THE Yorkshire Dales National Park today issued its first ever "state of the park" survey - which revealed much good news but also areas where improvements are needed.
The survey covers 43 "quality of life" indicators chosen during last year to measure the health of the environment, economy and local communities in the National Park.
Some things were good: many field barns are in better condition than they were 10 years ago; a survey by the Council for the Preservation of Rural England had praised the park as an "oasis of peace and tranquillity;" and greenfield house building had dropped dramatically between 1999 an 2000.
However, the report also highlighted a number of areas of concern, including: the changing face of agriculture, with fewer and bigger farms carrying more sheep; the increasing and ageing population and the dramatic increase in area's house prices.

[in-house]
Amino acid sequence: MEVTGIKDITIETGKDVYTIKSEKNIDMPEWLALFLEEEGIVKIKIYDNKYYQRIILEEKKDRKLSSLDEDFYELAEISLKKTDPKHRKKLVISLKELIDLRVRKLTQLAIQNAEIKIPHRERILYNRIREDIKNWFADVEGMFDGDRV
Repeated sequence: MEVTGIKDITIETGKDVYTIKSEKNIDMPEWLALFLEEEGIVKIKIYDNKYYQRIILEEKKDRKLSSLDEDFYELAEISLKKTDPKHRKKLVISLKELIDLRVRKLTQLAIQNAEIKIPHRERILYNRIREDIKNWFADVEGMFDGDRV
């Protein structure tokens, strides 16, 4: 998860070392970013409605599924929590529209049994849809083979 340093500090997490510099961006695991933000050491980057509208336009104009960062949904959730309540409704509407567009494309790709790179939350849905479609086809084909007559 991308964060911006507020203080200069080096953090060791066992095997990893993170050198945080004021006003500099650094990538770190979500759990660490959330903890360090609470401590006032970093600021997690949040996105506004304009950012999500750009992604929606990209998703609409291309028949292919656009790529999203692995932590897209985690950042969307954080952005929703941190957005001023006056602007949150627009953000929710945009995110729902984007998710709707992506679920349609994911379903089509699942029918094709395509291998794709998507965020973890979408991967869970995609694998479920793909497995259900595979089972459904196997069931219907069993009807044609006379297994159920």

Clive Kirkbride, environmental policy officer at the Yorkshire Dales National Park Authority, said: "The purpose of the 'State of the Park Report 2001' is to establish a baseline of where we stand today.
"Having the report means that in the future we will be able to identify changes in the quality of life for the National Park's communities and changes in the state of the local environment. In turn, this will help the authority and others, such as the district councils, to identify which of our programmes are working and those areas where new activities and funding are needed."
To get a copy of the 'State of the Park Report 2001' contact the environmental policy officer, Yorkshire Dales National Park Authority, Colvend, Hebden Road, Grassington, North Yorkshire BD23 5LB; Tel: (01756) 752748; email: email@example.com.